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New Growth from Old Roots

Twelve months ago it looked like Truro Evangelical Church might be forced to close down. Since then the membership has almost doubled and two people have been baptised. So what happened? Pastor Nick Fuller has been filling us in.

New Growth from Old Roots primary image

At the FIEC Leaders’ Conference in November we were introduced to church revitalisation. Smaller, faithful churches that are encouraged to recapture their gospel vision so that the work can begin to grow again in God’s goodness.

Well, for us in Truro, that’s exactly what’s happened in the last 12 months.

Our active membership has grown from 13 people to 22, we have baptised two young women and we have launched a number of evangelistic activities including a weekly town-centre outreach. God is surely beginning to revitalise a church that a year ago looked on the brink of total collapse – all praise to our gracious God.

A core leadership

I began to pastor the church earlier this year, but before then a lot had been done behind the scenes to start this revitalisation process, not least through moderator John Rosser. A number of folk had left the fellowship because of a disagreement over the ethos of the church. This was tough for the remaining members but it helped them to unite on calling me as their new pastor.

Truro

My wife, daughter and I joined the church in March, along with Geraint Richards and his family, who moved across from nearby Gorran Haven. Two men had been prepared for the diaconate in advance, and were appointed as the only deacons. Geraint was well-known to the church as a preacher and we appointed him as a second elder in addition to myself in April.

We had our first baptisms in June and September and both were wonderfully joyful occasions with many unbelievers present.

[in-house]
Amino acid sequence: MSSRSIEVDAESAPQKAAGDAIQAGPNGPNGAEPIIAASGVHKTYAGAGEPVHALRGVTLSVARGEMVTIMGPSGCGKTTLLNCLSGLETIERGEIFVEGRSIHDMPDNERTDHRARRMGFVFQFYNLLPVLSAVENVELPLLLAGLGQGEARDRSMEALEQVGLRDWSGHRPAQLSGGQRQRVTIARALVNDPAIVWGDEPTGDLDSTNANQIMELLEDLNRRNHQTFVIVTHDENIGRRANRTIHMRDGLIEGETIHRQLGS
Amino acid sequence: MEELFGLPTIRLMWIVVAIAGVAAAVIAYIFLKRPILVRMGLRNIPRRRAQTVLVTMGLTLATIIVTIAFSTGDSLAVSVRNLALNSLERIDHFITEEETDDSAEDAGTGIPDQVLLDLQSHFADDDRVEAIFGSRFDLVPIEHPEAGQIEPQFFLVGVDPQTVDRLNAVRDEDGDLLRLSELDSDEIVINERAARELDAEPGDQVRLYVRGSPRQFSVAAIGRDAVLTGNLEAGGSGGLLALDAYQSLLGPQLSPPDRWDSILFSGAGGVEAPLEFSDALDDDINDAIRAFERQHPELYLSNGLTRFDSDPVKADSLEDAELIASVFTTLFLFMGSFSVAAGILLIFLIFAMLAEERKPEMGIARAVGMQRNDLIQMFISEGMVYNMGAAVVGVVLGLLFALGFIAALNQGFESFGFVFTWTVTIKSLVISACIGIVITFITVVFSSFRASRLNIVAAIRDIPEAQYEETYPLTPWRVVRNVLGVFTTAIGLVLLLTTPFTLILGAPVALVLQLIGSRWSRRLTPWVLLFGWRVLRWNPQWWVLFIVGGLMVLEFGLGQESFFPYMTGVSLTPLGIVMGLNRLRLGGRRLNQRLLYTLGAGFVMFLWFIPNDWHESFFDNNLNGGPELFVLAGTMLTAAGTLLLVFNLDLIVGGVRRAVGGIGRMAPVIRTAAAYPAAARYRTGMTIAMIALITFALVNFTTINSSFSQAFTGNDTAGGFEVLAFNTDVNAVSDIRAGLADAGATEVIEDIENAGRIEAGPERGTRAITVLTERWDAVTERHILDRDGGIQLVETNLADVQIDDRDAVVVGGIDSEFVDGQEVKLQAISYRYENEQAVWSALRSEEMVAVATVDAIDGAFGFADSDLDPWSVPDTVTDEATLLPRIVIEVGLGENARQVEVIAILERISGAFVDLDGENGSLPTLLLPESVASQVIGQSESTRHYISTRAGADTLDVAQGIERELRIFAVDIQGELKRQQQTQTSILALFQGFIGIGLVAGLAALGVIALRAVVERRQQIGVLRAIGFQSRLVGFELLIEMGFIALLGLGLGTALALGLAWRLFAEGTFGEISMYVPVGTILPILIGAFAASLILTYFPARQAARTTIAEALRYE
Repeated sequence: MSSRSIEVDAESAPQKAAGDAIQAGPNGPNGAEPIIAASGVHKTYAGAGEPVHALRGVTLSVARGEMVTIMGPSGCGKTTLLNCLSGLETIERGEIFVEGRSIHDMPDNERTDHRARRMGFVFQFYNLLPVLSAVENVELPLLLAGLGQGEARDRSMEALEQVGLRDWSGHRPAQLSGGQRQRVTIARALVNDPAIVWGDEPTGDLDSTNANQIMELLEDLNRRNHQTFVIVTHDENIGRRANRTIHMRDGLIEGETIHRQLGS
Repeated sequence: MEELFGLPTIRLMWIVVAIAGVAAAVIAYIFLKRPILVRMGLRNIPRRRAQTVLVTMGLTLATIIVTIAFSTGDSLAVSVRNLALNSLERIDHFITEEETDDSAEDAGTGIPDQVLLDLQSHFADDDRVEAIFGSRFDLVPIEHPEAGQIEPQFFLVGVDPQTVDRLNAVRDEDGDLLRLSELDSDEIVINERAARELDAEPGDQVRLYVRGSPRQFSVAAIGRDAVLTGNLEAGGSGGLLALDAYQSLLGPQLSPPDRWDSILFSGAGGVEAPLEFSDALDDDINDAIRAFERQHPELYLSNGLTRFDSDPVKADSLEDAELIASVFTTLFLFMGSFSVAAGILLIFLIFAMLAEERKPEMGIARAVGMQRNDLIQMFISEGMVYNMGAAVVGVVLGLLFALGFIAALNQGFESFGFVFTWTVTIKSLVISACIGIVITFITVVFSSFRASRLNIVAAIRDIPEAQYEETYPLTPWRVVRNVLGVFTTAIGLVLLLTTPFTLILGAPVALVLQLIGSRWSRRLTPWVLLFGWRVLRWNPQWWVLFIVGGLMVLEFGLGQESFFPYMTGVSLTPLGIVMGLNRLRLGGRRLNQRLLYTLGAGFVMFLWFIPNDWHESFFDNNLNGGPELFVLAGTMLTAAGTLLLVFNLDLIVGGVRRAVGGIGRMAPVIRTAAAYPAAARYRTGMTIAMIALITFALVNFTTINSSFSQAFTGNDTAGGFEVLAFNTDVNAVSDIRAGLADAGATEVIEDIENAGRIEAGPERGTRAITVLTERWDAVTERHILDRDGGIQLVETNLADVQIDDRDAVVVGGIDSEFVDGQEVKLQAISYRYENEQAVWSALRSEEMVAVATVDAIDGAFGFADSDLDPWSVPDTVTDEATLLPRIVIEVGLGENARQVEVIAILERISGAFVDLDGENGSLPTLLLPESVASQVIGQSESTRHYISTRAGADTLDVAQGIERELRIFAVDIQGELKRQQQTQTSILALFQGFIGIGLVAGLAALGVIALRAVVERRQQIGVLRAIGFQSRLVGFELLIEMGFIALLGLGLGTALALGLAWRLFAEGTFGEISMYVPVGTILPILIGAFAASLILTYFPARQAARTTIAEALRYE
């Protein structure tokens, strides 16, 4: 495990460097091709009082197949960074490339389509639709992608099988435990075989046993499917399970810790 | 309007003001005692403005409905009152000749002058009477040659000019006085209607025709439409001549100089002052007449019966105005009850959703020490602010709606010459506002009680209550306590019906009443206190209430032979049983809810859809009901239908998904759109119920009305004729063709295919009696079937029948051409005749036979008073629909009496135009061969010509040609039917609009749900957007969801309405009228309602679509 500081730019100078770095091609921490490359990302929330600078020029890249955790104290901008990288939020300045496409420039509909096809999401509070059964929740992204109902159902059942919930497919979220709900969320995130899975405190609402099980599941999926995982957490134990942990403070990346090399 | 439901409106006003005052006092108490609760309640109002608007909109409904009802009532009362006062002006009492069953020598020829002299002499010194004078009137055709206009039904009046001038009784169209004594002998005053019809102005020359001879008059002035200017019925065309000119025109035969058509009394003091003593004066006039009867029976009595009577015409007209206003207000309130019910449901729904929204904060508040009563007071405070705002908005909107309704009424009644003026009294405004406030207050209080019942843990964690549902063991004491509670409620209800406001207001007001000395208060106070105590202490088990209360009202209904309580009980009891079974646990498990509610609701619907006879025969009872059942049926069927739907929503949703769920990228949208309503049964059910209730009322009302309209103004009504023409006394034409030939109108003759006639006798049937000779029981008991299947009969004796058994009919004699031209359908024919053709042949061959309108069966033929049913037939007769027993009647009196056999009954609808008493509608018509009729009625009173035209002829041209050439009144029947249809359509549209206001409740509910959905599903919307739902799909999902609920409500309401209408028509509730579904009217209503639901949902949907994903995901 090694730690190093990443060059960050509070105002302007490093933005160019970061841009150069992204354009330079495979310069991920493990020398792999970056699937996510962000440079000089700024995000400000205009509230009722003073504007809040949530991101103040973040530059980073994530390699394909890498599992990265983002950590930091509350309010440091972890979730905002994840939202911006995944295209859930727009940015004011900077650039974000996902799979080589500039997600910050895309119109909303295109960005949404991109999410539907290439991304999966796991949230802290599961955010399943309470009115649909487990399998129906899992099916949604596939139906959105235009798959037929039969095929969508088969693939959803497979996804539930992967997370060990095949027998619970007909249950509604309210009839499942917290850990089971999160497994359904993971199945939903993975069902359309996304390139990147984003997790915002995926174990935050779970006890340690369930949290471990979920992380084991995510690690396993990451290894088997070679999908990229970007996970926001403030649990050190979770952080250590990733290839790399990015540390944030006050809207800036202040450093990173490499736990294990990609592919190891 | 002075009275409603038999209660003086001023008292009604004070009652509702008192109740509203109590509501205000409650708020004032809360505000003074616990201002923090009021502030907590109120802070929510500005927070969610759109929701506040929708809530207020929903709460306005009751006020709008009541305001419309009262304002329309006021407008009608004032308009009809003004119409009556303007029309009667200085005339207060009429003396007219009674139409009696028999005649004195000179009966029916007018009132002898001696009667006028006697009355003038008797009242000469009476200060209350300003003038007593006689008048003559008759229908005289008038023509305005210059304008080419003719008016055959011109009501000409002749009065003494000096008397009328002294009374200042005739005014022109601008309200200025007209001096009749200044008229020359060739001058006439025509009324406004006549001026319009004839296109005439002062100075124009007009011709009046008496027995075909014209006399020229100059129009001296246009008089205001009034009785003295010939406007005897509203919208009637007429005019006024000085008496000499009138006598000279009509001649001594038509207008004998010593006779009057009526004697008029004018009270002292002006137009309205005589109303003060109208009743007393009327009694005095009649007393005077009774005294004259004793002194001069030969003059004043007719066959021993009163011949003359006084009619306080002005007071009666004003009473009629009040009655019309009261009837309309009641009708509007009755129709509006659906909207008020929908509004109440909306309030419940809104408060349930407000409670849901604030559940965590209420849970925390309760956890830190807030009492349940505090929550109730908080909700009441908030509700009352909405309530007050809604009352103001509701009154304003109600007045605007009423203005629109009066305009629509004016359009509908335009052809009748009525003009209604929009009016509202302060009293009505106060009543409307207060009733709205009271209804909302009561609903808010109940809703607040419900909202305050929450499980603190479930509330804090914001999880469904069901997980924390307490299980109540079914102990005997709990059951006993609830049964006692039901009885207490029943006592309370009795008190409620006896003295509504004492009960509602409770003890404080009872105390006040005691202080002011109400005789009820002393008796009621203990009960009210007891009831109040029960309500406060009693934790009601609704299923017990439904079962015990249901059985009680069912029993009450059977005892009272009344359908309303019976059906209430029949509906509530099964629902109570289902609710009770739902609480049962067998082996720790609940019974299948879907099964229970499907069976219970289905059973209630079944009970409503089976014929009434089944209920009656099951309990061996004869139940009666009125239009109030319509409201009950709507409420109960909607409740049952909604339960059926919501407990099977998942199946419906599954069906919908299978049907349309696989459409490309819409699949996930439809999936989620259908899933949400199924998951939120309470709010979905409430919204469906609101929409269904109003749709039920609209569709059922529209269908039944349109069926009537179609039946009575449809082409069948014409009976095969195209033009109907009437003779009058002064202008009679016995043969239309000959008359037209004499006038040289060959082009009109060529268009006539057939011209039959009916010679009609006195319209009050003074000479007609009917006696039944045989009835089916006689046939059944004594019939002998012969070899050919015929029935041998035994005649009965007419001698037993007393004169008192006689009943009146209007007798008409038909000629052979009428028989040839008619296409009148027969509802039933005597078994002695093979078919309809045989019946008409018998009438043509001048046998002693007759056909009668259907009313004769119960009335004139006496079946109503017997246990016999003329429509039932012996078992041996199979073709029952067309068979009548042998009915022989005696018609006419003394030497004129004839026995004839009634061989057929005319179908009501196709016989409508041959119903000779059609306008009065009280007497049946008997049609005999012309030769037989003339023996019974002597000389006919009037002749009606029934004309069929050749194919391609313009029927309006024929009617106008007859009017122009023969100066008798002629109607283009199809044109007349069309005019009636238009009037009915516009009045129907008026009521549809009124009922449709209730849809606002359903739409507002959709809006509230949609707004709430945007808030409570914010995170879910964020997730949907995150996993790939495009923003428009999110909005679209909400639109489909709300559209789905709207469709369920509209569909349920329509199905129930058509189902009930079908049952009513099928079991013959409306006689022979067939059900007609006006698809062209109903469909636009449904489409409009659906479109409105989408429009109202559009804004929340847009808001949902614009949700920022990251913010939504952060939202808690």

Now we have started to do weekly outreach into Truro City Centre with a tract table. We’ve produced our own church tracts with a brief gospel message to give out to passers-by as we seek to engage people in gospel conversations.

This has been supported by four of our number, and has been greatly encouraging with hundreds of tracts given out and dozens of conversations we’ve been able to have.

Running seeker courses

On top of that, the church has been running a monthly ‘pre-evangelistic’ lunch in a member’s home and we’ve just begun a series of meetings with an apologetic lecture followed by a Q&A and food.

We’ve also started two Christianity Explored courses: one for adults and one for youth within the church as a basis to begin a youth group. A few unbelievers have attended the initial sessions of both.

We haven’t seen any conversions yet (the two ladies we baptised had professed faith earlier) but a few unbelievers have started attending meetings and services, including one woman contacted through the tract table, and some are showing encouraging signs of interest.

The church meeting on a Sunday

At our last church meeting we welcomed two new members, agreed on changing the constitution to appoint women as deacons and agreed to adopt the NIV11 as our Bible translation of choice. We also agreed on making tentative first steps towards a possible future church plant in St Austell – one of the 50 towns on FIEC’s Go Into Prayer Cards.

This will begin with a weekly housegroup there, as several of our number live in or near to St Austell. Obviously we’re in no position to lose people to a plant yet, but we take this step in faith, and with a desire for an evangelising, Bible-preaching church in that large town.

So 13 members has become 22 and we normally have around 30-35, including children, on a Sunday morning, while we just about reach double figures at our midweek prayer meeting. Sundays are a joyful occasion, and the warmth of fellowship is a testimony to God’s amazing grace.

Please pray for us in this work of revitalisation. Our treasurer anticipates having to stand down in January and we need someone to fill this vital role. A couple of our core members may need to move away next year and despite our growth things still feel precarious. We do need other mature Christians to join us – those who are prepared to put in the hard graft of working for the gospel in what seems a more unstable situation.

But overall our story is wonderfully encouraging. I’ve been so aware that the blessing has been out of all proportion to my own prayers, and that there must be a whole host of people around the country praying for this work.

Nick Fuller photo
Nick Fuller

Nick grew up in Truro in a high Anglican church, was converted in his first week at York University. After 10 years doing microbiology research he trained at what is now WEST, and became the pastor of the evangelical church in Mirfield, West Yorkshire. Nick returned to his roots with his wife Sarah and young daughter, to pastor Truro Evangelical Church in 2015.